Updated at 4:40 p.m. Thursday
The U.S. Supreme Court is rejecting a request by Florida to limit Georgia’s water use.
It’s the conclusion of a major, long-running case for the states, but it won’t be the end of their decades-long fight over water.
Georgia officials hailed it as a major win.
“The Supreme Court’s unanimous decision is a resounding victory for Georgia and a vindication of years-long effort by multiple governors and attorneys general here in the Peach State to protect our citizens’ water rights,” Gov. Brian Kemp said in a written statement.
Georgia Attorney General Chris Carr told WABE he was excited. He said the Supreme Court had affirmed that “Georgia’s water use has been fair, and it has been reasonable.”
Florida Agriculture Commissioner Nikki Fried continued to blame Georgia in a written statement.
“The Supreme Court’s ruling is disappointing for the thousands of families whose livelihoods depend on the waters of the Apalachicola-Chattahoochee-Flint River Basin,” she wrote.
“There will almost certainly be more lawsuits going forward if we don’t find a collaborative way to resolve this dispute once and for all,” said Gil Rogers, director of the Georgia office of the Southern Environmental Law Center.
Florida had claimed Georgia uses too much of the water in the rivers the states share, killing the oyster industry and harming the environment in the Apalachicola River in the Florida Panhandle.
Florida asked the court to put a cap on Georgia’s use of the water from the Chattahoochee and Flint Rivers, something officials here had warned could have devastating effects on Georgia’s economy.
Earlier in the case, which was first filed in late 2013, Florida had complained both about metro Atlanta homes and businesses and also about South Georgia farms. But as the suit continued, Florida came to focus on farmers along the Flint River.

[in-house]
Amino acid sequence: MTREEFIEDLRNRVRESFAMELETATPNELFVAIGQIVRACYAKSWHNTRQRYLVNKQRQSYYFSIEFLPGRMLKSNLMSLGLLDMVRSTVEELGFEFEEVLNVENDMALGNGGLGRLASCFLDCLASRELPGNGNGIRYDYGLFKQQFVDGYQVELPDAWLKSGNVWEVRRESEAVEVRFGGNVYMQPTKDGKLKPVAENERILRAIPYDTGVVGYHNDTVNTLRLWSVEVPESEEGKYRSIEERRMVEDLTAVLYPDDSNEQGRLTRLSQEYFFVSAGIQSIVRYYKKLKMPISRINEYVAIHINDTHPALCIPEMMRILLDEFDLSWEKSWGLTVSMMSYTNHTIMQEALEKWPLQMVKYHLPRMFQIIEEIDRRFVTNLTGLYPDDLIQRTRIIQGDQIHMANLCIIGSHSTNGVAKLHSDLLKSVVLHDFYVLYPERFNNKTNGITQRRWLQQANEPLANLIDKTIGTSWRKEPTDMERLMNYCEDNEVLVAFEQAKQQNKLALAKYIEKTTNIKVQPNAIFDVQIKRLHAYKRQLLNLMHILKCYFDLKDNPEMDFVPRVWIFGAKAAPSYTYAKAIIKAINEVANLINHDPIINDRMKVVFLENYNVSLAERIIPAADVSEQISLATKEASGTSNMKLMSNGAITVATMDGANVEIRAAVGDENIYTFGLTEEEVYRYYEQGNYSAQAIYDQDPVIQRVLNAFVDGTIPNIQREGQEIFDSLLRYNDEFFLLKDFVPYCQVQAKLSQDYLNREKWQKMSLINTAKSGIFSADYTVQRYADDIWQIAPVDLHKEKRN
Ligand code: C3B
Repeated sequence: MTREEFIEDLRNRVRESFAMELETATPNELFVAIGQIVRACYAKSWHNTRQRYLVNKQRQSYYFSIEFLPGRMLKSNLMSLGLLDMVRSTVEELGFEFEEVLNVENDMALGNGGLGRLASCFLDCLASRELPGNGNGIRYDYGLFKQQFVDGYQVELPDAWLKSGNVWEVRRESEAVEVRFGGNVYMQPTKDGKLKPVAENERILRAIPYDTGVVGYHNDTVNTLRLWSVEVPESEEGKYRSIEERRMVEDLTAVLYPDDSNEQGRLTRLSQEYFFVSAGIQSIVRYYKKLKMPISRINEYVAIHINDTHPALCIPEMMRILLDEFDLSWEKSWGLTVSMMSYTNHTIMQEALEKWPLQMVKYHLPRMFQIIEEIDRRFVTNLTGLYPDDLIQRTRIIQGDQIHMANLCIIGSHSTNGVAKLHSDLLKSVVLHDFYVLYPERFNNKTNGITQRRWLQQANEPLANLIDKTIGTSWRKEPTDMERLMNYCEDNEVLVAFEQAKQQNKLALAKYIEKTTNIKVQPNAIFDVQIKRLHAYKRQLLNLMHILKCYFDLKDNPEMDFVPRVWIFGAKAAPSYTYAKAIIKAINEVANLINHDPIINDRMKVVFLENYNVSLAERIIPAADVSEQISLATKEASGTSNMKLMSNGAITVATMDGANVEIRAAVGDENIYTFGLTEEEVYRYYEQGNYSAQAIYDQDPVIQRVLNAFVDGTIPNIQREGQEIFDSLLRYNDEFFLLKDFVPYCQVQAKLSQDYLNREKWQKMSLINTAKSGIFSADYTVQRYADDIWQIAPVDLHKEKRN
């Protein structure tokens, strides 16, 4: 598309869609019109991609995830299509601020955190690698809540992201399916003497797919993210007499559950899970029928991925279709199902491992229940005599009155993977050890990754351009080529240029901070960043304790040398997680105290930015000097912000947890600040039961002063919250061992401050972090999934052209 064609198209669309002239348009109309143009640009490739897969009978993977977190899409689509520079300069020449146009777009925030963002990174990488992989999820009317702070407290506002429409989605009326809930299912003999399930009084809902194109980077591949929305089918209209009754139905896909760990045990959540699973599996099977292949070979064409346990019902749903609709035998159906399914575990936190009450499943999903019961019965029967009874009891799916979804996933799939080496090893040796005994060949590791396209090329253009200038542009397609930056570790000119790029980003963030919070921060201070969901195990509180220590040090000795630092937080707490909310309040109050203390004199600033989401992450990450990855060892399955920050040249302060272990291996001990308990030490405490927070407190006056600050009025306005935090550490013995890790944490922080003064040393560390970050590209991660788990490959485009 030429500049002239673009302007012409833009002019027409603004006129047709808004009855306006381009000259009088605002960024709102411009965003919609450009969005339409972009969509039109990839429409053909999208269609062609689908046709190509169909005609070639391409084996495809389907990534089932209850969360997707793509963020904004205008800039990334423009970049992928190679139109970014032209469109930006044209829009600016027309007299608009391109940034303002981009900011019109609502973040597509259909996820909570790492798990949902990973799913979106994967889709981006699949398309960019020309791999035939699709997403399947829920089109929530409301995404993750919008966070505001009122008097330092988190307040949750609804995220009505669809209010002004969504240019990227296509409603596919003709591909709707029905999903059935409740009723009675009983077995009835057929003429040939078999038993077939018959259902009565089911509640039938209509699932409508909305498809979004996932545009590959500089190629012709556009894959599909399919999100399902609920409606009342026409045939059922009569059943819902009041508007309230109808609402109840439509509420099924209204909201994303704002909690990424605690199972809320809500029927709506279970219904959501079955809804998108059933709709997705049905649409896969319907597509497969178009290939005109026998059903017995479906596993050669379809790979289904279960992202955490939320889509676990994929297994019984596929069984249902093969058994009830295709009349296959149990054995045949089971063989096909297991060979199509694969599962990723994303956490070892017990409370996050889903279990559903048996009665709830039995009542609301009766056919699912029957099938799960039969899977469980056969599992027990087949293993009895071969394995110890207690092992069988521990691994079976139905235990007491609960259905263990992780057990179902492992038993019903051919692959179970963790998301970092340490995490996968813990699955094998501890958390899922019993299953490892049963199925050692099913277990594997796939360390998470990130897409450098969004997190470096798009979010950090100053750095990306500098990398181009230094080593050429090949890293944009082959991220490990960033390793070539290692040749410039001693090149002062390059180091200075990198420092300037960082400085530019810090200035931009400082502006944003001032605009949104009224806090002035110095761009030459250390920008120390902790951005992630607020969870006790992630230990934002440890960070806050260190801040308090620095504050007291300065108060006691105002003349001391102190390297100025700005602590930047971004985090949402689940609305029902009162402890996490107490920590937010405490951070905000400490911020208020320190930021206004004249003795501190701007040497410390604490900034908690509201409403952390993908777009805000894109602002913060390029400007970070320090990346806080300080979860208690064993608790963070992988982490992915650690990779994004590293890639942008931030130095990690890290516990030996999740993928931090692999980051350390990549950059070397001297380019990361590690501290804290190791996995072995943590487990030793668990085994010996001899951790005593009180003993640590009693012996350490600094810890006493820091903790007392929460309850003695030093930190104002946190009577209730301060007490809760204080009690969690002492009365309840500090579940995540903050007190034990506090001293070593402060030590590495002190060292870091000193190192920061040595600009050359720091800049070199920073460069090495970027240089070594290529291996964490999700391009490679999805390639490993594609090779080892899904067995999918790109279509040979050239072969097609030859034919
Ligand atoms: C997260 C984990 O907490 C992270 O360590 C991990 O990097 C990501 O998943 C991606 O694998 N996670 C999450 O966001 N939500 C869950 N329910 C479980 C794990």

Thursday morning, after hearing arguments twice over the years, the justices dismissed the case, saying Florida failed to prove that the damage to the oyster industry and to the environment were Georgia’s fault.
In her opinion, Justice Amy Coney Barrett wrote that there were other factors that could have contributed to the low flows in the Apalachicola River: overharvesting of oysters after the BP oil spill, prolonged droughts and how the U.S. Army Corps of Engineers manages the dams on the rivers.
“The precise causes of the Bay’s oyster collapse remain a subject of ongoing scientific debate. As judges, we lack the expertise to settle that debate and do not purport to do so here,” she wrote.
Still, she said the justices could reach the decision that Florida had not met the burden of proof.
At the end of the opinion, Barrett made clear that Georgia isn’t totally off the hook.
“We emphasize that Georgia has an obligation to make reasonable use of Basin waters in order to help conserve that increasingly scarce resource,” she wrote.
Katherine Zitsch, managing director of natural resources at the Atlanta Regional Commission, said that though this was a big win for Georgia, the state does need to keep conserving water.
“We have cycles of floods and drought. We need to make sure we’re managing our water resources for now and into the future, both for us and to be good stewards of our water resources for our downstream neighbors,” she said.
There are two other lawsuits over water — involving Florida, Georgia and Alabama — still ongoing.
And water experts and advocates have said that litigation isn’t necessarily the best way to work out the states’ disagreements over water.
“This entire litigation — and it may not be over — is incredibly time-consuming and costly to the taxpayers of both Georgia and Florida,” said Georgia State University law professor Ryan Rowberry, “There are cheaper and more flexible and better ways to come to agreements.”
Especially, he said, in an era of climate change, when the frequency of droughts and of heavy storms will likely be altered in the future.
“George’s whole central argument is that wasn’t our fault. It was drought,” said Chris Mangianello, water policy director with Chattahoochee Riverkeeper.
The flipside of that, though, is that Georgia has to keep demonstrating that it’s being a reasonable user of water, Mangianello said. Still, he said he does believe that the states can figure out a way to share the water.
Florida environmental advocate Georgia Ackerman, with the Apalachicola Riverkeeper, agreed.
“I think it’s really important that everybody understands that the water can be shared equitably, and it has to be shared equitably,” she said.
Rob Diaz de Villegas at WFSU in Tallahassee contributed to this report.